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The importance of documenting licensing arrangements properly

by Liezal Mostert on 15 November 2018


A recent decision of the Supreme Court of Appeal in Moris Material Handling Limited v Moris Material Handling SA (Pty) Ltd (829/2017) [2018] ZASCA 67 again highlighted the importance of the manner in which owners allow others to use their trade marks, and the dangers inherent in not having proper licensing arrangements in place with the authorised users of a mark. 


The Morris case dealt with an application for the cancellation of the registered trademark MORRIS on the basis of non-use.  The Trade Marks Act allows for the removal of a mark from the register if no bona fide use had been made of that mark for a continuous period of 5 years or longer from the date of the issuance of the registration certificate.

 

A South African company, Morris Material Handling SA (Pty) Ltd (the Respondent) alleged that it had been using the mark MORRIS in South Africa for many years in relation to cranes and hoisting equipment.However, despite this use the Respondent had been unable to obtain registration of the mark MORRIS, as the registration was blocked by the existence of a prior identical mark on the register in the name of Morris Material Handling Ltd (the Appellant). The Respondent accordingly brought proceedings with a view to having the Appellant’s mark expunged from the register on grounds of non-use, hoping to clear the path for the registration of its own mark.

 

The Appellant, however, claimed that it had, in fact,made use of the mark MORRIS in South Africa in the preceding 5 years. In support of this contention it presented evidence such as advertising material,press releases and invoices.

 

The threshold to defeat a non-use attack is usually very low. It is not necessary to show that a mark has been used extensively,but merely that genuine (bona fide) use has been made of the mark by the owner or an authorised user.  In other words, the owner of the mark must prove use which is consistent with the essential function of a trade mark,namely as a badge of origin.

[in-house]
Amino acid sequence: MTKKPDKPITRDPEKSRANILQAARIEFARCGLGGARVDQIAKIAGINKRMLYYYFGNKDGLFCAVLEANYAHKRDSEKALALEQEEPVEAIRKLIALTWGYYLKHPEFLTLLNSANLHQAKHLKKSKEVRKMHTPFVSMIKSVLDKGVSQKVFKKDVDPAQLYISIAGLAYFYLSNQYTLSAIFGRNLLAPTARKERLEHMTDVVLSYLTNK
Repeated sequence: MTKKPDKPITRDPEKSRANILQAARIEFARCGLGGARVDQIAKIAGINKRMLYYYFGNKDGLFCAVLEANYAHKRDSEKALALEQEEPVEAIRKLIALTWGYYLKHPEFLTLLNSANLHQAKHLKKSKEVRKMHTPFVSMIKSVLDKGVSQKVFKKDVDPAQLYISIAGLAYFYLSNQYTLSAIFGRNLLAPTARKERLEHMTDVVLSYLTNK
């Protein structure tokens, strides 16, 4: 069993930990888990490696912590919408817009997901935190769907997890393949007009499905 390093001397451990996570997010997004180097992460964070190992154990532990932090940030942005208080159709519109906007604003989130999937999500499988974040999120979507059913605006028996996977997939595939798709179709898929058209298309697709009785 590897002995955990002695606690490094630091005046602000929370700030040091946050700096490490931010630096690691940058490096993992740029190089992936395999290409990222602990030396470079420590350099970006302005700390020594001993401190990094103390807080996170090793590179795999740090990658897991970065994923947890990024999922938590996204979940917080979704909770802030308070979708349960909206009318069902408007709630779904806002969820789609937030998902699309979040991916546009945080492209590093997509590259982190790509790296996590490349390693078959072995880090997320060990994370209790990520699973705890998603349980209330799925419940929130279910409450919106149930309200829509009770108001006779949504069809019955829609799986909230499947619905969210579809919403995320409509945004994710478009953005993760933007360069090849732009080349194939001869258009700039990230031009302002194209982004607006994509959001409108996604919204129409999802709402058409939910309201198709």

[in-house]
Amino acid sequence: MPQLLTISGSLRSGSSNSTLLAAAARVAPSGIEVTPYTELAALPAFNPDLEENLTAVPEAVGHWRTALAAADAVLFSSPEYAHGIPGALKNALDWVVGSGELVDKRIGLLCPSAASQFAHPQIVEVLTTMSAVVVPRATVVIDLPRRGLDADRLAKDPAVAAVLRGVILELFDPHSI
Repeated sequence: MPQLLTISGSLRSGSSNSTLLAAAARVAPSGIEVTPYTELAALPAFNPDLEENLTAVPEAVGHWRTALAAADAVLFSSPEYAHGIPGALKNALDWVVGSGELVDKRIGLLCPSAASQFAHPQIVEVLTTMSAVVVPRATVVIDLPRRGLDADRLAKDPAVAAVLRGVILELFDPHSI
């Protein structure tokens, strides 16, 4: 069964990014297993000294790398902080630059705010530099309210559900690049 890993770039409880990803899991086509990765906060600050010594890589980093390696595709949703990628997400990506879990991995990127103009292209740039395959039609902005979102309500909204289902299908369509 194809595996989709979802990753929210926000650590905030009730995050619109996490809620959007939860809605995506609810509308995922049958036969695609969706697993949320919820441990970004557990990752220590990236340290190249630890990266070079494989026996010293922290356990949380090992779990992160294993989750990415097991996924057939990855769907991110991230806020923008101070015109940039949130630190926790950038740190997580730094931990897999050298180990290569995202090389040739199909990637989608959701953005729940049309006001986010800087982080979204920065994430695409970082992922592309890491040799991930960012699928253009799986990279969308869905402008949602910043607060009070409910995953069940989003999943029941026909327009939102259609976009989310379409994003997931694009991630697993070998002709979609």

In the present matter, the Supreme Court of Appeal ("SCA") accepted that the mark MORRIS has been used. However, despite this finding the SCA still dismissed the appeal and ordered that the MORRIS trade mark should be expunged (i.e. removed from the register).

 

The SCA held that upon analysing the evidence of use,it was clear that the Appellant did not prove that the MORRIS mark was being used by the registered proprietor of the mark, namely Morris Material Handling Ltd, in the exercise of its rights as the owner of the mark.

 

It appeared that the Appellant was taken over by an international company called Konecranes, and a South African company called Konecranes SA, had been using the MORRIS mark in South Africa.  However, the actual evidence of use presented did not clarify the relationship between the parties or the entity which was factually making use of the MORRIS mark. Invoices, for example, did not specify which entity was supplying the relevant goods.

 

In this regard the SCA held that "it was wholly unclear who was making use of the MORRIS mark in South Africa…the picture that the documents paint is of a number of brands and marks falling within the overall Konecranes stable being advertised collectively by or on behalf of one or more of the Konecranes entities, rather than specific use of the MORRIS mark by the Appellant for its own business purposes".

 

No evidence was presented to the SCA to explain the relationship between the various companies which all seemed to form part of a group of companies, or to clarify how they conducted business.  The Appellant simply made the vague allegation that there was an 'internal arrangement' allowing the use of the mark.

 

The SCA was very critical of this allegation and in dismissing the appeal stated that "I find it difficult to believe that if there were an arrangement under which either the international or the South African company was acting as distributor for MORRIS branded products in this country there would be no record of it. In enterprises of that size records are kept of such matters in formal agreements,minutes of board and executive meetings and in correspondence. Yet none of these have been produced".

 

Consequently, the court could not find that any bona fide use was made by the proprietor of the mark, and allowed the mark to be expunged.

 

The SCA in this case specifically referred back to a prior SCA decision ("the GAP case")  where the court criticised the use of trade marks as group property without proper licensing agreements in place. The court specifically held that the mere allegation that a mark is used with licence is not sufficient if there is no evidence to support such a finding. 

 

This case, as well as others such as the GAP case [1], serve as a warning to trade mark proprietors not only to ensure that their marks are in fact being used, but also to take great care when allowing others to make use of their marks.  It is essential that proper (written) licensing agreements and records are in place with users of a mark, even if these users fall within the same group of companies.  


[1] A M Moolla Group Ltd and Others v Gap Inc and Others 2005 (6) SA 568 (SCA)




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